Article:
Highs and Lows
Of the many important qualities a person needs to succeed in the music business perhaps the most important of the non-musical attributes is the development of a thick skin.
You’re putting yourself out there– your thoughts, feelings, relationships, hopes, dreams– and you’ve added a price tag to it. That gives a lot of people the idea that you’re fair game for ridicule and ribbing. In many ways they’re correct, your art is now a commercial thing, and they can voice their opinion of it as they see fit– although I wish people were more civil about it sometimes.
Disappointment comes in all shapes and sizes. On Saturday morning I found out that I was not accepted to participate in the Troubadour contest at the Telluride Bluegrass Festival. I participated in it two years ago and finished in second place.
I think I’ve already sufficiently stated my opinions on competition through art, so the actual contest itself wasn’t something I was too focused on. The people and the experience that make up the Telluride Bluegrass Festival is what I was interested in. To say that it was one of my favorite musical experiences thus far in my life would be an understatement. So, when I found out I wouldn’t be going this year I was a little sad. Sad because it meant I would be missing out on a great experience. Sad because it meant that I wouldn’t get the chance to stand up in front of a crowd of complete strangers and do my best to win them over with my performance. Sad because it meant that an entirely different group of people didn’t think I was good enough to have the chance to do so.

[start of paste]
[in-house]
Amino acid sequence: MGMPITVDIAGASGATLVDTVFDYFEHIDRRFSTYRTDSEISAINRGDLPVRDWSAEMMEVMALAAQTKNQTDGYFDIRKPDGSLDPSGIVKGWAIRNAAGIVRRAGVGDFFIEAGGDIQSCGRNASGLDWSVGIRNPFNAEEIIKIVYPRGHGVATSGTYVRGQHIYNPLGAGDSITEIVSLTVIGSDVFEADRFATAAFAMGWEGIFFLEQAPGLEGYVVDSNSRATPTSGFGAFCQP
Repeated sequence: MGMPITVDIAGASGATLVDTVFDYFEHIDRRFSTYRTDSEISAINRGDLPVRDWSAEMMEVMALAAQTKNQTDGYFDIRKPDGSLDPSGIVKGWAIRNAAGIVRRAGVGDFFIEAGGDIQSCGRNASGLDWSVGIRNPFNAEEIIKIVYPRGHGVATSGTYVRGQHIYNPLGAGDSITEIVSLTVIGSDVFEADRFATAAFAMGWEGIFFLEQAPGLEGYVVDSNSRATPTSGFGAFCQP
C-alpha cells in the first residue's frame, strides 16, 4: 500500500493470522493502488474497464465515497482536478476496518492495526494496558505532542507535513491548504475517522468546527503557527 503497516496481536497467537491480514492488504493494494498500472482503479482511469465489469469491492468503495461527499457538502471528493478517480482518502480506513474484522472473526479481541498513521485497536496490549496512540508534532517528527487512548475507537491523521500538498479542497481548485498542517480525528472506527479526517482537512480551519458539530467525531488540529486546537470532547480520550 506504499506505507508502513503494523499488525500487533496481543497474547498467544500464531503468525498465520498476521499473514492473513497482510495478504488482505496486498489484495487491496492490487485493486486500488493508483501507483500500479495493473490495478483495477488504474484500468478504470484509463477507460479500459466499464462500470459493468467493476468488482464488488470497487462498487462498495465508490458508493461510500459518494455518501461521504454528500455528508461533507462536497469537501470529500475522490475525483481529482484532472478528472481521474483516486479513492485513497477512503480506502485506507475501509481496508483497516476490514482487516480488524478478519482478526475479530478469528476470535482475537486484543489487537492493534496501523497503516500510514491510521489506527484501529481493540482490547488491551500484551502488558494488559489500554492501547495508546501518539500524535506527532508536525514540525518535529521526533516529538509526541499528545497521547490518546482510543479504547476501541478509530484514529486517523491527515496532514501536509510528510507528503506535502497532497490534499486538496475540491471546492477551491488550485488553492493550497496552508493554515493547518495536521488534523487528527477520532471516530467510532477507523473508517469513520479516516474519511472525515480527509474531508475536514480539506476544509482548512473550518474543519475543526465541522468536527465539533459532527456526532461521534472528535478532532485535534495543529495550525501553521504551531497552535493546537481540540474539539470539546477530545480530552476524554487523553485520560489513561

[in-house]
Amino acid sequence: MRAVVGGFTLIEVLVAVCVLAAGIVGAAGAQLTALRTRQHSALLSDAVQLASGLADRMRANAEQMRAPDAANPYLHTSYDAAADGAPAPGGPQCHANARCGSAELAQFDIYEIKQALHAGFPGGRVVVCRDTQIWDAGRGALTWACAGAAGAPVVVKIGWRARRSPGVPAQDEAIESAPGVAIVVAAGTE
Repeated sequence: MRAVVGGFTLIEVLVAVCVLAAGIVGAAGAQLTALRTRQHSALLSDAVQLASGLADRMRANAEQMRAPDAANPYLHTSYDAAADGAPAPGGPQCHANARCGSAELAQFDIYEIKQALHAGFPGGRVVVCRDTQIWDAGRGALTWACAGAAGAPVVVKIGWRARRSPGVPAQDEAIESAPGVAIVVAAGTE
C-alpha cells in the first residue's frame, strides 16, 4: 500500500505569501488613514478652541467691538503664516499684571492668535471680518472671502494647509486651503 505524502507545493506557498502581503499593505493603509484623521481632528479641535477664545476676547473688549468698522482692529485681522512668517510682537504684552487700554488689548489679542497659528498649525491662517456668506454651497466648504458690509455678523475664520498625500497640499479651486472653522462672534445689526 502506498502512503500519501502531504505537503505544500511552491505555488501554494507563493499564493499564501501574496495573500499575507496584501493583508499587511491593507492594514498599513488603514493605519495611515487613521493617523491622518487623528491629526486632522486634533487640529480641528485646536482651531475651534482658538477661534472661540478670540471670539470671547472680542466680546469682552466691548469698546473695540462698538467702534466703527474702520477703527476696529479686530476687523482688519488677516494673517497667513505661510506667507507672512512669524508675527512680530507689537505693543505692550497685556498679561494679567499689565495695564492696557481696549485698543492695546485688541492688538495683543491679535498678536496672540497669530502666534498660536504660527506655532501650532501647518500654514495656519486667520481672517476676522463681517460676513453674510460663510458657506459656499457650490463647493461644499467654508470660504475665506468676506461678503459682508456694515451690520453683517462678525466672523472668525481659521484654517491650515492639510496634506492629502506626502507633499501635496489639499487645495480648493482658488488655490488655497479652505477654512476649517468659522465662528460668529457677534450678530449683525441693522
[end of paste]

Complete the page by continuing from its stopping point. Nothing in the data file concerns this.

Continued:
Yes, even now, ten years into a fairly successful career in music, I can still get my feelings hurt. I can still convince myself I’m not good enough. Time, sweat, blood, tears– they all add up to something in this business, but on thing they don’t guarantee is success.
How did I get over it?
Well, on Sunday I got together with some of my favorite people at an old dancehall in Columbus, TX and we spent the entire afternoon recording four gospel songs for the second edition of The Modern Trade’s Southern Gospel Revival. [You can see the first edition right HERE] It was exactly what I needed to put the disappointment of Telluride behind me and move forward.
I get to make music for a living. The ups and downs are constant, but the music remains. Sometimes people will love it and sometimes people will hate it, but you can’t let the fear of someone hating it keep you from putting it out there.
It can be a wild ride sometimes, but I wouldn’t trade it for a thing.
time: 7:39 am
date: Monday, May 5th
place: home, New Braunfels, TX
words: 465 (I don’t care for your stupid rules, project)
300//\\365//\\300 is a writing exercise– 300 entries over 365 days, each no longer than 300 words (I’m not so hot at sticking to the last part).